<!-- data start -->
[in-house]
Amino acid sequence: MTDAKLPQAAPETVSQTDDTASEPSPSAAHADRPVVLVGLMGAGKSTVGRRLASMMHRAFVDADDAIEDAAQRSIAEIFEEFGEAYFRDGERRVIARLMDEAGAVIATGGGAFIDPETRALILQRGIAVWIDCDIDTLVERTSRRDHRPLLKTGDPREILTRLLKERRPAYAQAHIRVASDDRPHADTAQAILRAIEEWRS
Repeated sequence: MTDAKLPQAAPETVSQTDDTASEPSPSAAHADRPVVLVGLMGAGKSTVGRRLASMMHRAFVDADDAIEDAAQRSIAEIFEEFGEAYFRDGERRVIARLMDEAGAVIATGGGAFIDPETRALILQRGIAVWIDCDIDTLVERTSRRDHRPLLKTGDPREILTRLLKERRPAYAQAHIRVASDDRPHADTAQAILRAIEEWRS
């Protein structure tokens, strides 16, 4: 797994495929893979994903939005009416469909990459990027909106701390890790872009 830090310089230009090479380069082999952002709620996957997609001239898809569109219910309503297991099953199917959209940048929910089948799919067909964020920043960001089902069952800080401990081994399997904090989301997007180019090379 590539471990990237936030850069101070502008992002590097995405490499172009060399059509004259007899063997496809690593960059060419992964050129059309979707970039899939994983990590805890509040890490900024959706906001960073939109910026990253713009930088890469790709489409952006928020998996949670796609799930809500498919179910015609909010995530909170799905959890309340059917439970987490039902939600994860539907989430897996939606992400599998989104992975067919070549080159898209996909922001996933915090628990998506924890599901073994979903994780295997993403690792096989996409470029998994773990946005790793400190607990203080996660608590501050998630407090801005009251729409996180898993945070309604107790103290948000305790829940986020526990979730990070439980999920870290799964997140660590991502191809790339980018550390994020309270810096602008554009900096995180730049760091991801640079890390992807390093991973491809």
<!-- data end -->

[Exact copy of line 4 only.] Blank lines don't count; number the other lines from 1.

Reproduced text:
């Protein structure tokens, strides 16, 4: 797994495929893979994903939005009416469909990459990027909106701390890790872009 830090310089230009090479380069082999952002709620996957997609001239898809569109219910309503297991099953199917959209940048929910089948799919067909964020920043960001089902069952800080401990081994399997904090989301997007180019090379 590539471990990237936030850069101070502008992002590097995405490499172009060399059509004259007899063997496809690593960059060419992964050129059309979707970039899939994983990590805890509040890490900024959706906001960073939109910026990253713009930088890469790709489409952006928020998996949670796609799930809500498919179910015609909010995530909170799905959890309340059917439970987490039902939600994860539907989430897996939606992400599998989104992975067919070549080159898209996909922001996933915090628990998506924890599901073994979903994780295997993403690792096989996409470029998994773990946005790793400190607990203080996660608590501050998630407090801005009251729409996180898993945070309604107790103290948000305790829940986020526990979730990070439980999920870290799964997140660590991502191809790339980018550390994020309270810096602008554009900096995180730049760091991801640079890390992807390093991973491809």